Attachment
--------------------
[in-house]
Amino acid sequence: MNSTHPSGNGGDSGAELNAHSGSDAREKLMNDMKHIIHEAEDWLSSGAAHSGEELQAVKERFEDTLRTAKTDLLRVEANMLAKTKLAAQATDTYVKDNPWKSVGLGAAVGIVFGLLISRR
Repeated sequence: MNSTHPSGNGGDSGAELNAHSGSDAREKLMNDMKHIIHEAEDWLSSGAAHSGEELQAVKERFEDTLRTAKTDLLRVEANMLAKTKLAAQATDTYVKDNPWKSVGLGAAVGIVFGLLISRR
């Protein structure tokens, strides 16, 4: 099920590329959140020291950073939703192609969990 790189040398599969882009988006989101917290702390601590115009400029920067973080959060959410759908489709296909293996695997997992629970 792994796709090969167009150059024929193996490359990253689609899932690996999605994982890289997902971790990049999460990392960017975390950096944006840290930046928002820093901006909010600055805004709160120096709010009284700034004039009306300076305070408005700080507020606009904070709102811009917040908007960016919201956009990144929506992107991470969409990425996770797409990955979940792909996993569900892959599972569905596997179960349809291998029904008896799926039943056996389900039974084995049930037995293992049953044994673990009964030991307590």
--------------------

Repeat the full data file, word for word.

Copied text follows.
[in-house]
Amino acid sequence: MNSTHPSGNGGDSGAELNAHSGSDAREKLMNDMKHIIHEAEDWLSSGAAHSGEELQAVKERFEDTLRTAKTDLLRVEANMLAKTKLAAQATDTYVKDNPWKSVGLGAAVGIVFGLLISRR
Repeated sequence: MNSTHPSGNGGDSGAELNAHSGSDAREKLMNDMKHIIHEAEDWLSSGAAHSGEELQAVKERFEDTLRTAKTDLLRVEANMLAKTKLAAQATDTYVKDNPWKSVGLGAAVGIVFGLLISRR
């Protein structure tokens, strides 16, 4: 099920590329959140020291950073939703192609969990 790189040398599969882009988006989101917290702390601590115009400029920067973080959060959410759908489709296909293996695997997992629970 792994796709090969167009150059024929193996490359990253689609899932690996999605994982890289997902971790990049999460990392960017975390950096944006840290930046928002820093901006909010600055805004709160120096709010009284700034004039009306300076305070408005700080507020606009904070709102811009917040908007960016919201956009990144929506992107991470969409990425996770797409990955979940792909996993569900892959599972569905596997179960349809291998029904008896799926039943056996389900039974084995049930037995293992049953044994673990009964030991307590």